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|Title:||Sex Differences in Career Development, Professional Participation and Perceptions of the Mentoring and Collegial Relationships of Directors of Illinois Community Mental Health Centers|
|Author(s):||Skarjune, Jean Anne Benacker|
|Department / Program:||Education|
|Degree Granting Institution:||University of Illinois at Urbana-Champaign|
|Subject(s):||Education, Educational Psychology|
|Abstract:||This study examined differences in the career and professional experiences of men and women holding leadership roles in community mental health in an effort to provide an explanation for the underrepresentation of women in these roles. It was hypothesized that male and female executive directors of community mental health centers would differ with respect to career determinants, career patterns, professional participation, and receipt of mentoring functions. Male executive directors were expected to exceed the women in all areas except internal mobility and emotional support. A second purpose of the study was to obtain information on executive directors' careers and collegial relationships in order to provide a basis for further investigations of this occuptional group.
Subjects were 20 male and 20 female executive directors who were matched on educational background, administrative experience, and agency size. They were drawn from a population of 109 executive directors (84 male and 25 female) in the State of Illinois. Subjects responded to surveys and participated in structured interviews. Sex differences in mentors' contributions were assessed using a system of mentoring functions developed for the study. T-tests, chi-square tests, and correlational analyses were performed on the data.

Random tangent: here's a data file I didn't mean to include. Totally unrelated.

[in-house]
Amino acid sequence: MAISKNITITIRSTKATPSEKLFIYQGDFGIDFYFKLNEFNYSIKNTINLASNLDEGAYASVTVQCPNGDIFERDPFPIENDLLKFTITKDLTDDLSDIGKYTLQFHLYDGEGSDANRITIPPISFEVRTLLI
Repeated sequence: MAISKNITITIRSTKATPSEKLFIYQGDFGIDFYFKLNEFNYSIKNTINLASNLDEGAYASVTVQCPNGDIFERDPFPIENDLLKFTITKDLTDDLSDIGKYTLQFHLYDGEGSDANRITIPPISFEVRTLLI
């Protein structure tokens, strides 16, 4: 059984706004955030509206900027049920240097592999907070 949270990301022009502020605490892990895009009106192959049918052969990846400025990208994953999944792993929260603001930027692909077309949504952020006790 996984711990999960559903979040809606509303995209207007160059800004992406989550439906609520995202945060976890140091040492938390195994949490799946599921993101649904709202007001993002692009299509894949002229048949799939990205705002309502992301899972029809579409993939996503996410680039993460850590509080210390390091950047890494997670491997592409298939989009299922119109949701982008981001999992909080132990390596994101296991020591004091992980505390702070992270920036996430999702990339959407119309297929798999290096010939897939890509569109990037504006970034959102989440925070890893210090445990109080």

The results failed to support hypothesized sex differences, with women executive directors reporting career experiences which were highly similar to those of men. Male and female executive directors did not differ in rates of advancement or internal mobility, timing of interest in administration, levels of professional participation, or amount of sponsorship, emotional support, or social contact provided by mentors. Additional analyses indicated significant sex differences on personal variables (marital status and number of children) and suggested a trade-off on home and career variables for women executive directors. A significant sex difference was also demonstrated in the number of higher status colleagues in directors' networks, with the women directors reporting more higher status colleagues than the men. Attitudes toward hiring women directors and women's reduced aspirations for achievement were suggested as alternative explanations for the lack of women executive directors in community mental health.
Thesis (Ph.D.)--University of Illinois at Urbana-Champaign, 1985.
|Date Available in IDEALS:||2014-12-15|